PALM SPRINGS — Hollywood's first awards show of the new year included a visit from Wonder Woman Gal Gadot and a promise from Jessica Chastain that "major change is coming" to how women are treated in the industry.
Actors Gary Oldman, Holly Hunter, Sam Rockwell and others journeyed out to the desert Tuesday night for the opening gala of the 29th annual Palm Springs International Film Festival, a non-televised ceremony that offers a chance for honorees to reconnect with friends, prepare for the more high-profile upcoming Golden Globe Awards and promote critically-hailed but mostly little-seen movies.
In her speech to the crowd gathered for dinner at the city's convention center, Chastain predicted that there would be changes to what she called a "flawed system" in Hollywood. The "Molly's Game" star was one of several actresses at the ceremony supporting the just-announced Time's Up, an anti-harassment coalition.
"Major change is coming. And change is good. Change is needed," she said. "We must be better. And we will."
The 40-year-old actress grew emotional in recalling her first trip to the festival five years earlier, telling a story of spying on Gary Oldman while he was eating lunch.
Oldman also made a return trip to the festival, and was honored for his lead role in "Darkest Hour." The 59-year-old British actor drew perhaps the loudest applause of the night when he told the crowd he and his wife were planning to make Palm Springs their permanent home.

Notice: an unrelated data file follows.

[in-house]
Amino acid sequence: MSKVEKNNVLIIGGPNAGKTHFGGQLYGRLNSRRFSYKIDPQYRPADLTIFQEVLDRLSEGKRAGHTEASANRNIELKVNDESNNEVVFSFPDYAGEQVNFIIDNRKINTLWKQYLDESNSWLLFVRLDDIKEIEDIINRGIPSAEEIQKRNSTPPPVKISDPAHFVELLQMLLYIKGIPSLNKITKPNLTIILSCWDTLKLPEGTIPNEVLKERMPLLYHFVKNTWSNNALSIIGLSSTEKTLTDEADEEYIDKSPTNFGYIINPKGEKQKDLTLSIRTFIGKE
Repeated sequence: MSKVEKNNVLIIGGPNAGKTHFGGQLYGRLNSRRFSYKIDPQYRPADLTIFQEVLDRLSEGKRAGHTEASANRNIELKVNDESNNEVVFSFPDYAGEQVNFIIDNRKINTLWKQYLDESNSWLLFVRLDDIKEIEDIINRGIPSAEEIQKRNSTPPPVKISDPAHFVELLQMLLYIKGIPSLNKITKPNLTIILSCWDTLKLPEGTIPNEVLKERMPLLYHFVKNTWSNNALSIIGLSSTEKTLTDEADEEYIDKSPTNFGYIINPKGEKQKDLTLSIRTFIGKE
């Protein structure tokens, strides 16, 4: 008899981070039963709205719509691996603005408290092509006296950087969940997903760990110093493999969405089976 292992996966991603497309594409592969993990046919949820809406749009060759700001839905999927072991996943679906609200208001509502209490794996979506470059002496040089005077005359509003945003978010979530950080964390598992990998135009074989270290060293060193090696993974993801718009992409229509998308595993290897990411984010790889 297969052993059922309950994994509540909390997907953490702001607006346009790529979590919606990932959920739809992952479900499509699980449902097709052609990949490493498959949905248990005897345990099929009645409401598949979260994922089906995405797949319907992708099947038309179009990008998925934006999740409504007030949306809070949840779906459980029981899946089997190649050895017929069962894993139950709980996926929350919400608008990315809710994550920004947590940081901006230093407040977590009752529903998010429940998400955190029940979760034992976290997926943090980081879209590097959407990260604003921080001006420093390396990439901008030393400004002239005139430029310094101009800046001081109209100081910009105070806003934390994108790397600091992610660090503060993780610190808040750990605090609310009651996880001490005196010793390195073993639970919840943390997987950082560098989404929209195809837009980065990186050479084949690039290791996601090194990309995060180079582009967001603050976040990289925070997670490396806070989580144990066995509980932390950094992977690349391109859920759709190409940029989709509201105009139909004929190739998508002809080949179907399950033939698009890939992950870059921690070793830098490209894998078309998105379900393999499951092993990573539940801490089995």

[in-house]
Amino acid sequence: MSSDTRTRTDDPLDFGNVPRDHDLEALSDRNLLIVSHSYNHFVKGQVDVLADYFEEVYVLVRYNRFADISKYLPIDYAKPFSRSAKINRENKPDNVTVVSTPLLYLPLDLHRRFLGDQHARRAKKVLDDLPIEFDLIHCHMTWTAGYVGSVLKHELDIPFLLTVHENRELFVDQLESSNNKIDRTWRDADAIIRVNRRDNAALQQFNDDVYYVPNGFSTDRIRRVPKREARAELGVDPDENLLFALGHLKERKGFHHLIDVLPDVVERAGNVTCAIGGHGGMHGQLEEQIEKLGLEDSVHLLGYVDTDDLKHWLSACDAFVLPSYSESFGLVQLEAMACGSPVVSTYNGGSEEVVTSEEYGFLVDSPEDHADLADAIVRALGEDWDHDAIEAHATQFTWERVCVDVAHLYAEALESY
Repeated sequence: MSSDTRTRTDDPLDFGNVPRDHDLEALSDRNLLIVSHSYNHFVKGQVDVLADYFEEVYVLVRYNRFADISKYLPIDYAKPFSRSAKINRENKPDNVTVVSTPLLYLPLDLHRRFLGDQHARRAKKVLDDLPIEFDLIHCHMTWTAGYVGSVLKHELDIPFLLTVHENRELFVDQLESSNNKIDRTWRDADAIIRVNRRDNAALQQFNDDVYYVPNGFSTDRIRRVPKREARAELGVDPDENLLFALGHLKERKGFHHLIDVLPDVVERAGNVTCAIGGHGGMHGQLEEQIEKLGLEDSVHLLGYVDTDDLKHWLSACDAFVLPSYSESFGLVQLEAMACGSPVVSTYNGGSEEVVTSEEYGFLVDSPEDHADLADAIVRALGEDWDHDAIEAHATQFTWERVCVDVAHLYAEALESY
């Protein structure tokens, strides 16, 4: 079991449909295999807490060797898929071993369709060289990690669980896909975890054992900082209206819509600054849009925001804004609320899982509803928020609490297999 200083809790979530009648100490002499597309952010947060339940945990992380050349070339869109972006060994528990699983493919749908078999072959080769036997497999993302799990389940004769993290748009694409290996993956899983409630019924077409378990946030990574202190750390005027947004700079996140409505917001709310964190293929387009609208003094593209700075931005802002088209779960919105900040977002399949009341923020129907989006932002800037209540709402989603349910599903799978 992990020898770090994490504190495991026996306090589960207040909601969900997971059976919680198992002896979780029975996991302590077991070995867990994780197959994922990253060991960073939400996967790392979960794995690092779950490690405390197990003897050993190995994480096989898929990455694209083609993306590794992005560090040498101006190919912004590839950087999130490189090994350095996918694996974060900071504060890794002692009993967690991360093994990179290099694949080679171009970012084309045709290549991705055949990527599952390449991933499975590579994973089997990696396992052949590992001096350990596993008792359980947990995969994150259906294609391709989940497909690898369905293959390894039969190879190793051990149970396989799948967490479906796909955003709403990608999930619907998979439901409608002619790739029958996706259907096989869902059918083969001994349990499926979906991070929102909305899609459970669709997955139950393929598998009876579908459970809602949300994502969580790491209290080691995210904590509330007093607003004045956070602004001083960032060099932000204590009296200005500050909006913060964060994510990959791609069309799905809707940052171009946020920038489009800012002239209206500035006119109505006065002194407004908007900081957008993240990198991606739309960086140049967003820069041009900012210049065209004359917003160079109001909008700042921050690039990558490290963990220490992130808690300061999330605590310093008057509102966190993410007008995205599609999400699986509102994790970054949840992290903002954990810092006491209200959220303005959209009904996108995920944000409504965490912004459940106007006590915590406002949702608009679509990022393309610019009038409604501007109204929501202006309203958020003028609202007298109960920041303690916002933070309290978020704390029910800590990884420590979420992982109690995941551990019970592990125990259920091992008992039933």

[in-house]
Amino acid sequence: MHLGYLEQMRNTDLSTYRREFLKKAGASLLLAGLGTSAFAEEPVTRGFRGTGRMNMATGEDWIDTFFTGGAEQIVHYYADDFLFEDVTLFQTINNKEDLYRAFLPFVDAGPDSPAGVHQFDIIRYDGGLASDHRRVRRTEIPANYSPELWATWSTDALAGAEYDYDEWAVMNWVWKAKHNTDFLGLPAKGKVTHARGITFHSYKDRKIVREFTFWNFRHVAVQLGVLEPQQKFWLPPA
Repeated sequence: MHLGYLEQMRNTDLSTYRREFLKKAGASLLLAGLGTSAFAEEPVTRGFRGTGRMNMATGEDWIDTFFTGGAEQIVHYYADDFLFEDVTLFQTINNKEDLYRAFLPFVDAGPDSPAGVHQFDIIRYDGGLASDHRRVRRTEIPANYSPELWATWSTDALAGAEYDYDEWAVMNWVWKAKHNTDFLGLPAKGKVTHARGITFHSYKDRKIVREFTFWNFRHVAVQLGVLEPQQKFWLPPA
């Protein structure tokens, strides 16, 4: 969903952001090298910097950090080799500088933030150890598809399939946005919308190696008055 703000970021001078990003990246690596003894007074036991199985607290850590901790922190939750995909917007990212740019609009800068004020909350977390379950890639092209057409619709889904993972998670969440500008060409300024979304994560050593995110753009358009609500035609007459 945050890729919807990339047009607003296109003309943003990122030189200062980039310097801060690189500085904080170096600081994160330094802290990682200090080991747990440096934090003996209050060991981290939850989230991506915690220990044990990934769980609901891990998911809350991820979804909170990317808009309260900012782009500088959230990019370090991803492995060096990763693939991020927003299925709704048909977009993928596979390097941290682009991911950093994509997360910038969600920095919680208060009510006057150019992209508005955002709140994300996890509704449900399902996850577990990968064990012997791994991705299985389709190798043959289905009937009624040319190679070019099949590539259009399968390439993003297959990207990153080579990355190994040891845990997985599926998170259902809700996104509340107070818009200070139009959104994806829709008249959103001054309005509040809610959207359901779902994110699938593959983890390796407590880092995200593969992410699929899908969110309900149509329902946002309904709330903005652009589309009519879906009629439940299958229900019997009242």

"So it feels a little bit like local boy makes good," he said with a sly smile.
Gadot appeared to hold back tears as she took the stage alongside her "Wonder Woman" director Patty Jenkins.
"I'm dancing from within," the 32-year-old Israeli actress told the crowd. Professing her admiration for Jenkins, Gadot teased her director, saying, "You're going to get tired of me" when filming begins this year on the sequel.
Like Gadot, newcomer Timothee Chalamet was honored as a rising star by the festival. The 22-year-old actor noted the gap at the box office between his movie, "Call Me By Your Name," and her superhero hit.
"Your film has literally made 250 times more money than my movie has. So I'm feeling a little insecure, unqualified to be up here, but that's OK," he said. Chalamet also thanked the wife of Armie Hammer, his co-star in the gay romance, "who let me crawl all over her husband for two months."
If You Go
What: “Eye for Adventure: Photographs by Jack London” and “Libros de Artista”
When: Saturday, Jan. 20, through April 15. Hours: 11 a.m.-5 p.m. Wednesdays through Sundays
Where: Sonoma Valley Museum of Art, 551 Broadway, Sonoma
Admission: $10; 12 and under free. Admission to the Jan. 20 opening is free.
Information: 939-7862, svma.org
Opening reception for both exhibits, 6-8 p.m. Saturday, Jan. 20
Sue Hodson, retired curator of literary manuscripts at the Huntington Library and co-author of the book “Jack London, Photographer” (2010), and Helaine Glick, guest curator of the “Eye for Adventure: Photographs by Jack London” exhibit, will speak at 2 p.m. Sunday, Jan. 21.
Antonio Guerra Gonzalez, one of the artists whose work is featured in “Libros de Artista,” will lead an artist's book-making workshop on Wednesday, Jan. 24 from 11 a.m.-4 p.m.